"You have said that, by God's command, you have continually worn man's dress, wearing the short robe, doublet, and hose attached by points; that you have also worn your hair short, cut en rond above your ears, with nothing left that could show you to be a woman; and that on many occasions you received the Body of our Lord dressed in this fashion, although you have been frequently admonished to leave it off, which you have refused to do, saying that you would rather die than leave it off, save by God's command. And you said further that if you were still so dressed and with the king and those of his party, it would be one of the greatest blessings for the kingdom of France; and you have said that not for anything would you take an oath not to wear this dress or carry arms; and concerning all these matters you have said that you did well, and obediently to God's command.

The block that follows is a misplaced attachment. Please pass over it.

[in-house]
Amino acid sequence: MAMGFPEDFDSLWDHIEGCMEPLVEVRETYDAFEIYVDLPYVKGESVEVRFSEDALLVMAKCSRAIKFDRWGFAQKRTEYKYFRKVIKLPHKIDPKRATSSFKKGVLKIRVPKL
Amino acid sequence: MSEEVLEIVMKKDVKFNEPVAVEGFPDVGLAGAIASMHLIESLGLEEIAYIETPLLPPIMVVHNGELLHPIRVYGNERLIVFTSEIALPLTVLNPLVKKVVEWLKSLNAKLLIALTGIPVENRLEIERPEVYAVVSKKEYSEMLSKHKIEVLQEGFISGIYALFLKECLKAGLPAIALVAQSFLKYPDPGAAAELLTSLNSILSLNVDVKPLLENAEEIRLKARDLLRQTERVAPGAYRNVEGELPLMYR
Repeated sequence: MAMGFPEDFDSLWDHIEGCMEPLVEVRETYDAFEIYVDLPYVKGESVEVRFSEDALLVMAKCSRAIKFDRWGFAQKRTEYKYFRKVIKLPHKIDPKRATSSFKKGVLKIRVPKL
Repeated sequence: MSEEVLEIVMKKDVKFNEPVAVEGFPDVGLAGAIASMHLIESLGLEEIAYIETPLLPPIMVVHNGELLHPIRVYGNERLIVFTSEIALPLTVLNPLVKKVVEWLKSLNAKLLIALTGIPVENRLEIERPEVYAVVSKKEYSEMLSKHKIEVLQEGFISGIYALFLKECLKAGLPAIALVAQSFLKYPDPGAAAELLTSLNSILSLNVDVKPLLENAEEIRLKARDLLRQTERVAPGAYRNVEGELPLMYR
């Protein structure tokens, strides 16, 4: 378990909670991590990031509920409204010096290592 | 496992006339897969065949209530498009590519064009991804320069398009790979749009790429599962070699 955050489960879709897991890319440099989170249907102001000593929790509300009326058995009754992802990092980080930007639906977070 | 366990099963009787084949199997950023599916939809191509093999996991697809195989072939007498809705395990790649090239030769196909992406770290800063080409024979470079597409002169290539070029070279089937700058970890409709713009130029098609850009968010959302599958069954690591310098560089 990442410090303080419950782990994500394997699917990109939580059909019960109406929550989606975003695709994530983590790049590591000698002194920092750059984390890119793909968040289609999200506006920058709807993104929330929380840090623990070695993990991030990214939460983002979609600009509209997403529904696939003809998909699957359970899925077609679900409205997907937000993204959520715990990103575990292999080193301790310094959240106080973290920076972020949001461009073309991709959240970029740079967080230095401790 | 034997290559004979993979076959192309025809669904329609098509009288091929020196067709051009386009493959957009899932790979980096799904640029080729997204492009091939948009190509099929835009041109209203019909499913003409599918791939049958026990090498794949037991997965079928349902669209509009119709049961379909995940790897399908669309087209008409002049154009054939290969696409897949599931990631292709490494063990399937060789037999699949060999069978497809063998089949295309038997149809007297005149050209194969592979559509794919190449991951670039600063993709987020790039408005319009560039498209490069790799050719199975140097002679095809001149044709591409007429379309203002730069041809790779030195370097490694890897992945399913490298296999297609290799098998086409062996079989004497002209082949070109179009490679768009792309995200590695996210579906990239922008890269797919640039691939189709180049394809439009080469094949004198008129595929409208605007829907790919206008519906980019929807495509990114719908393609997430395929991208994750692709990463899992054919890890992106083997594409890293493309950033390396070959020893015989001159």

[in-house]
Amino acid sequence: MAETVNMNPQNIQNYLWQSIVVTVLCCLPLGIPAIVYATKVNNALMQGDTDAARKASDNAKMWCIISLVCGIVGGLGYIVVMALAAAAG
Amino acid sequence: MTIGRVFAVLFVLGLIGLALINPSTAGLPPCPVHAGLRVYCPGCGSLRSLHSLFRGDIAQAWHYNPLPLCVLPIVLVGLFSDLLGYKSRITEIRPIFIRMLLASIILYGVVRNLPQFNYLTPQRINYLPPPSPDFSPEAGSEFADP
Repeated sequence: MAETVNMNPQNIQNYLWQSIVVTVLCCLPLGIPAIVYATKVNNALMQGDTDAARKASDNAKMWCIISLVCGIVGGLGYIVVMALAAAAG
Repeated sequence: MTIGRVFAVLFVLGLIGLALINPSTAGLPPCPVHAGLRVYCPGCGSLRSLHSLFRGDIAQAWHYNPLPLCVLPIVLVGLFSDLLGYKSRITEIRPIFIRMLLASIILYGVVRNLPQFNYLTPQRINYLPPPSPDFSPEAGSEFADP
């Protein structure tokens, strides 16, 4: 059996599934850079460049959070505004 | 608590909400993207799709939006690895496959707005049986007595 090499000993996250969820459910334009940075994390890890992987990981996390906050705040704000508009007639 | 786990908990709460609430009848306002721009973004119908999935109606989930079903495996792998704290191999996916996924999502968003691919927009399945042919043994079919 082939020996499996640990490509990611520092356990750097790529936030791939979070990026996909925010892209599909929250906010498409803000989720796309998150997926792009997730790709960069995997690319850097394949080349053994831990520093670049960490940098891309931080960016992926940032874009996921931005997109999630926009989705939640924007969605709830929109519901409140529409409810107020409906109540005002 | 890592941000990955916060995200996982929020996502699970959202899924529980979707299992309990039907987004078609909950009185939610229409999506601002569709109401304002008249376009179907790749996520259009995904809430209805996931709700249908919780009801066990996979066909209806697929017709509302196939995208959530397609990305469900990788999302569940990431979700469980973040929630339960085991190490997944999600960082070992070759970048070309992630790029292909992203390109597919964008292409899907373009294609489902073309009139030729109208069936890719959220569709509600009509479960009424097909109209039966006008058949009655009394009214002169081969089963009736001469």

As for these points, the clerks say that you blaspheme God in His sacraments; that you transgress divine law, the Holy Scriptures and the canon law; you hold the Faith doubtfully and wrongly; you boast vainly; you are suspect of idolatry; and you condemn yourself in being unwilling to wear the customary clothing of your sex, and following the custom of the Gentiles and the Heathen."
To which Joan replied, "For nothing in the world will I swear not to arm myself and put on a man's dress," (Feinberg, 1996).